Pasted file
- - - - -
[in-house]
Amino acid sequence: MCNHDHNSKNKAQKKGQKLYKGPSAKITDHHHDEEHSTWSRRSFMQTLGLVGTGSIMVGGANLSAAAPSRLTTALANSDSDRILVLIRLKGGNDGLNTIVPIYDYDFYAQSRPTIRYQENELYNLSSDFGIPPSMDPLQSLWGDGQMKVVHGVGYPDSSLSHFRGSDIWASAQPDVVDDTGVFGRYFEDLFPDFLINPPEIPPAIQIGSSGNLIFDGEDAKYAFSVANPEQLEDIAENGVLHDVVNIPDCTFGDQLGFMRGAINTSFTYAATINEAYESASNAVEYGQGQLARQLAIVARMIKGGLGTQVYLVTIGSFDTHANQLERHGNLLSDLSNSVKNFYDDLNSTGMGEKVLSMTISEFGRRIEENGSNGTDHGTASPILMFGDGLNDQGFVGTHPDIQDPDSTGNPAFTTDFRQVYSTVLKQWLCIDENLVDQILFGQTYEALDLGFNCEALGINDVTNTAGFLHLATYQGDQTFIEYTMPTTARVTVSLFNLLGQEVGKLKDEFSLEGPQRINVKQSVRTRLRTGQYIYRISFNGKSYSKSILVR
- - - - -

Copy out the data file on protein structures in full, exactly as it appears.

[in-house]
Amino acid sequence: MCNHDHNSKNKAQKKGQKLYKGPSAKITDHHHDEEHSTWSRRSFMQTLGLVGTGSIMVGGANLSAAAPSRLTTALANSDSDRILVLIRLKGGNDGLNTIVPIYDYDFYAQSRPTIRYQENELYNLSSDFGIPPSMDPLQSLWGDGQMKVVHGVGYPDSSLSHFRGSDIWASAQPDVVDDTGVFGRYFEDLFPDFLINPPEIPPAIQIGSSGNLIFDGEDAKYAFSVANPEQLEDIAENGVLHDVVNIPDCTFGDQLGFMRGAINTSFTYAATINEAYESASNAVEYGQGQLARQLAIVARMIKGGLGTQVYLVTIGSFDTHANQLERHGNLLSDLSNSVKNFYDDLNSTGMGEKVLSMTISEFGRRIEENGSNGTDHGTASPILMFGDGLNDQGFVGTHPDIQDPDSTGNPAFTTDFRQVYSTVLKQWLCIDENLVDQILFGQTYEALDLGFNCEALGINDVTNTAGFLHLATYQGDQTFIEYTMPTTARVTVSLFNLLGQEVGKLKDEFSLEGPQRINVKQSVRTRLRTGQYIYRISFNGKSYSKSILVR